– Get into plank position on your hands. Drive your right foot to your right elbow and take it back to start point. Then repeat that same movement, but with your left foot. Repeat this back and forth movement for 20 seconds.

Plank Hold – on elbows or hands. Pull belly button to spine, hold and BREATHE! (below)

Overhead Arm Raises
– use light weights and do not excessively arch your back. Again, pull belly button to spine and hold. Don’t forget to breathe!! *** If you have high blood pressure you definitely want to keep the weight light and be sure to breathe out as you lift your arms overhead.

Ball Roll Out – In a kneeling position with the exercise/stability ball in front of you, place your hands together as if you were praying and place them on the ball. Slowly roll the ball out in front of you making sure your hips follow (try not to keep a bend at the hip). Take it to the “sticky” point (point at which you feel you better stop because you may not get back to start position). Keep your abs tight (belly button to spine). (right)

Heart Health Exercise:
* Check your resting heart rate! Best time to take your resting heart rate (RHR) is upon waking before you step foot out of bed. Take your middle and ring fingers of your right hand and place them on your left wrist on the same side and just down from your thumb. Some people have a very prominent pulse, others have a very faint pulse. Just focus and practice. You’ll need a watch or clock with a second hand. Once you find your pulse, take it for 15 seconds. Take that number and multiply by 4. This is your approximate resting heart rate. It is best to take your RHR for three consecutive mornings at around the same time and then figure the average of the readings for more accuracy. The average male adult has a RHR of 70 beats per minute (bpm) and 75bpm for females. Your RHR can tell you a few things:

* An RHR lower than the average 70bpm and 75bpm can indicate that your heart may be becoming stronger and more efficient if you have been adhering to a regular cardio program. Your heart will be able to pump a larger volume of blood in a single beat, therefore, it doesn’t have to work as hard! Many endurance athletes (tri-athletes, cyclists, rowers, etc…) have a low RHR sometimes in the low 50’s and upper 40’s.

* If you have been checking your RHR every morning and it has been a consistent number and then one morning it is elevated, it could be that you may be coming down with the flu (especially if you have been feeling blah), or it could mean you are over training. Time to evaluate and rest if need be.

* If you have a consistent RHR over 100bpm you should see your physician. A consistent RHR of 100+ is called tachycardia. In an article written by Mayo Clinic, tachycardia can disrupt normal heart function and could potentially increase the probability of stroke, sudden cardiac arrest, or death. Same with the other extreme-too low! If your RHR is under 60 it is called bradycardia.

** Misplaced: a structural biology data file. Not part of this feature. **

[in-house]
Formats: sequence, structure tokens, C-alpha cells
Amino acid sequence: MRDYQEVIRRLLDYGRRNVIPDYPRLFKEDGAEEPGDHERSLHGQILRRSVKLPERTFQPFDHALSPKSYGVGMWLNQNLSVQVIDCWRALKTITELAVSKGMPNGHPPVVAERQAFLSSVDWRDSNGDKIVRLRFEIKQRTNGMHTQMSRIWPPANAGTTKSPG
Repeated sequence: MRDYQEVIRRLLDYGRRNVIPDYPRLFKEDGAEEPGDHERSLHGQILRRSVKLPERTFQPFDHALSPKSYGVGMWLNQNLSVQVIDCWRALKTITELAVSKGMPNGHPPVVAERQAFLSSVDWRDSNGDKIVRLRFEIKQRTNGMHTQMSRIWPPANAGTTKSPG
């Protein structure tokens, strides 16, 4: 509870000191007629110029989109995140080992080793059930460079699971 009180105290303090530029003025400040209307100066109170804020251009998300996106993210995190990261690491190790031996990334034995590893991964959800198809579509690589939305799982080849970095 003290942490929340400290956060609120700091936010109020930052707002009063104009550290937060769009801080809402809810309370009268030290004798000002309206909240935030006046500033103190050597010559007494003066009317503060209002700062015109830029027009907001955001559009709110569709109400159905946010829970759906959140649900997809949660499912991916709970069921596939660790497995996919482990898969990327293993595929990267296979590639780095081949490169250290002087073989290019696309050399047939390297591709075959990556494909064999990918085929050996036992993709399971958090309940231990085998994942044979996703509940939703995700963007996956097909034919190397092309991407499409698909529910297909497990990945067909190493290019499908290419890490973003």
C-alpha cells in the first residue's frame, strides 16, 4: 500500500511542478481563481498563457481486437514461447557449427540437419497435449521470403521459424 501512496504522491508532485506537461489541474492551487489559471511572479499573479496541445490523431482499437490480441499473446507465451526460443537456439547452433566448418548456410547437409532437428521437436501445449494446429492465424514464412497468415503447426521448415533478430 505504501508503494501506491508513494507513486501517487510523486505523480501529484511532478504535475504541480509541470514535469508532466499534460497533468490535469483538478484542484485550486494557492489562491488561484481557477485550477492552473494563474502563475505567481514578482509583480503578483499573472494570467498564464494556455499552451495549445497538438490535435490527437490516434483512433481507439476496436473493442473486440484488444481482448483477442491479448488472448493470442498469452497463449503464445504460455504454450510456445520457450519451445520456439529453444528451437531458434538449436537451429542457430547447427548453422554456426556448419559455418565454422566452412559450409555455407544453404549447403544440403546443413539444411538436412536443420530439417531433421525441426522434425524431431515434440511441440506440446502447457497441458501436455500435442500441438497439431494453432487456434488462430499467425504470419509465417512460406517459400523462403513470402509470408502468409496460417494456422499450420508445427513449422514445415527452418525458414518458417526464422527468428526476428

* On the flip side, if your heart rate is very slow, 60bpm or less, that could be cause for concern. However, if you are a young, healthy adult or a trained athlete, and have an RHR under 60, there is not as much concern.

Adhering to a regular exercise program, a minimum of 30 minutes, 5-7 days per week will help keep your ticker pumping strong. Like I stated earlier, your heart will become more efficient and will pump blood and oxygen to all the muscles of the body with less effort! Though exercise is a great way to help prevent many health issues, heart events, such as a heart attack, can still occur. However, you are more likely to survive the event and recover faster.

For those who have had a heart event, an exercise program is going to help you to feel better mentally and physically. You may have a few precautions from the doc and the wonderful staff in the cardiac rehab department, but before you know it, you’ll be feeling great! A great workout, once cleared and ready, is the use of the Peripheral Heart Action System (PHA). This is a workout that utilizes dumbbells, machines, cables, etc… and alternates between an upper body movement into a lower body movement. For example, doing a set of 15 push-ups on the knees, to a set of 15 bodyweight squats, then an upper body exercise, to another lower body exercise. This style of training forces blood flow from one end of the body to the other, it is more demanding of the cardiovascular system, and will have an increased calorie burn!